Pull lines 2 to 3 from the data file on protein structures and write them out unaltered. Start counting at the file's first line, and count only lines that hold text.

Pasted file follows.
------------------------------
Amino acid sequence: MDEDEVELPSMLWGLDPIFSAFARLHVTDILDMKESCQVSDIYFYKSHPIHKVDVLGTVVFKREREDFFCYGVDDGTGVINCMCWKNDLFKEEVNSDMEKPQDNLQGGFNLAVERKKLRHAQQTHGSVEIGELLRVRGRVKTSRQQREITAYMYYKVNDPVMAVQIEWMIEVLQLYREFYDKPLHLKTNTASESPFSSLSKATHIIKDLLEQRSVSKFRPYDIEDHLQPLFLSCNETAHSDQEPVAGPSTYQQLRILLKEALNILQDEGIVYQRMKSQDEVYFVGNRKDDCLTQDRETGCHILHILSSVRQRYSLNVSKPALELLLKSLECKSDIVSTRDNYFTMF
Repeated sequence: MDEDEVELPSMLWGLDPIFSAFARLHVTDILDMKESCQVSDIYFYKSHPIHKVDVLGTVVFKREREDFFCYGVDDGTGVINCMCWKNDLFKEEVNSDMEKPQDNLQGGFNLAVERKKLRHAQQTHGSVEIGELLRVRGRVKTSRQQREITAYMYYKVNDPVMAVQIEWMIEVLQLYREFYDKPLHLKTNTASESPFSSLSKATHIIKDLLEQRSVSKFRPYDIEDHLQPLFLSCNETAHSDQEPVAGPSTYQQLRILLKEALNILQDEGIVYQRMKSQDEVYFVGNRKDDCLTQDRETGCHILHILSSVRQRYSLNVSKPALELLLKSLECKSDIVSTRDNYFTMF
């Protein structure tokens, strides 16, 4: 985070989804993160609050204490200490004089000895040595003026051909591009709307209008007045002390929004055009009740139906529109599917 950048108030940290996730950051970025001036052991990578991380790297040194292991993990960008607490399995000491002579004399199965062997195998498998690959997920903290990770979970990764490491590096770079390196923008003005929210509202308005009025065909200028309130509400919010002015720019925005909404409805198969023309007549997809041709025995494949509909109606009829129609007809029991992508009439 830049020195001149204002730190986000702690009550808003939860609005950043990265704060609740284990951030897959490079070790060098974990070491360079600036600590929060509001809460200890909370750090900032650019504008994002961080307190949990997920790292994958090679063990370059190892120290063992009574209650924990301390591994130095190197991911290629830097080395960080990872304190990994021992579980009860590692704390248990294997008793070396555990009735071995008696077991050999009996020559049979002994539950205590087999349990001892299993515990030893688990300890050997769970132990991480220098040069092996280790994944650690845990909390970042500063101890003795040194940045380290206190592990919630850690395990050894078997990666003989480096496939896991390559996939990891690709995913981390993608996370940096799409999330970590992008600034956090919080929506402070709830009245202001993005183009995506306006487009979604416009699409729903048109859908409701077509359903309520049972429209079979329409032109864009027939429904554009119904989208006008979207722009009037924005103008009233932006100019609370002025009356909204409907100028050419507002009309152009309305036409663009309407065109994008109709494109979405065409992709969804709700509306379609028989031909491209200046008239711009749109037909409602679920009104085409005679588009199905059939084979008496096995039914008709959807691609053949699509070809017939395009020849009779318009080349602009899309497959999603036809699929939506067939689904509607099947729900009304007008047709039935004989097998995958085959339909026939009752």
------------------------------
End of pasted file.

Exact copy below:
Repeated sequence: MDEDEVELPSMLWGLDPIFSAFARLHVTDILDMKESCQVSDIYFYKSHPIHKVDVLGTVVFKREREDFFCYGVDDGTGVINCMCWKNDLFKEEVNSDMEKPQDNLQGGFNLAVERKKLRHAQQTHGSVEIGELLRVRGRVKTSRQQREITAYMYYKVNDPVMAVQIEWMIEVLQLYREFYDKPLHLKTNTASESPFSSLSKATHIIKDLLEQRSVSKFRPYDIEDHLQPLFLSCNETAHSDQEPVAGPSTYQQLRILLKEALNILQDEGIVYQRMKSQDEVYFVGNRKDDCLTQDRETGCHILHILSSVRQRYSLNVSKPALELLLKSLECKSDIVSTRDNYFTMF
């Protein structure tokens, strides 16, 4: 985070989804993160609050204490200490004089000895040595003026051909591009709307209008007045002390929004055009009740139906529109599917 950048108030940290996730950051970025001036052991990578991380790297040194292991993990960008607490399995000491002579004399199965062997195998498998690959997920903290990770979970990764490491590096770079390196923008003005929210509202308005009025065909200028309130509400919010002015720019925005909404409805198969023309007549997809041709025995494949509909109606009829129609007809029991992508009439 830049020195001149204002730190986000702690009550808003939860609005950043990265704060609740284990951030897959490079070790060098974990070491360079600036600590929060509001809460200890909370750090900032650019504008994002961080307190949990997920790292994958090679063990370059190892120290063992009574209650924990301390591994130095190197991911290629830097080395960080990872304190990994021992579980009860590692704390248990294997008793070396555990009735071995008696077991050999009996020559049979002994539950205590087999349990001892299993515990030893688990300890050997769970132990991480220098040069092996280790994944650690845990909390970042500063101890003795040194940045380290206190592990919630850690395990050894078997990666003989480096496939896991390559996939990891690709995913981390993608996370940096799409999330970590992008600034956090919080929506402070709830009245202001993005183009995506306006487009979604416009699409729903048109859908409701077509359903309520049972429209079979329409032109864009027939429904554009119904989208006008979207722009009037924005103008009233932006100019609370002025009356909204409907100028050419507002009309152009309305036409663009309407065109994008109709494109979405065409992709969804709700509306379609028989031909491209200046008239711009749109037909409602679920009104085409005679588009199905059939084979008496096995039914008709959807691609053949699509070809017939395009020849009779318009080349602009899309497959999603036809699929939506067939689904509607099947729900009304007008047709039935004989097998995958085959339909026939009752």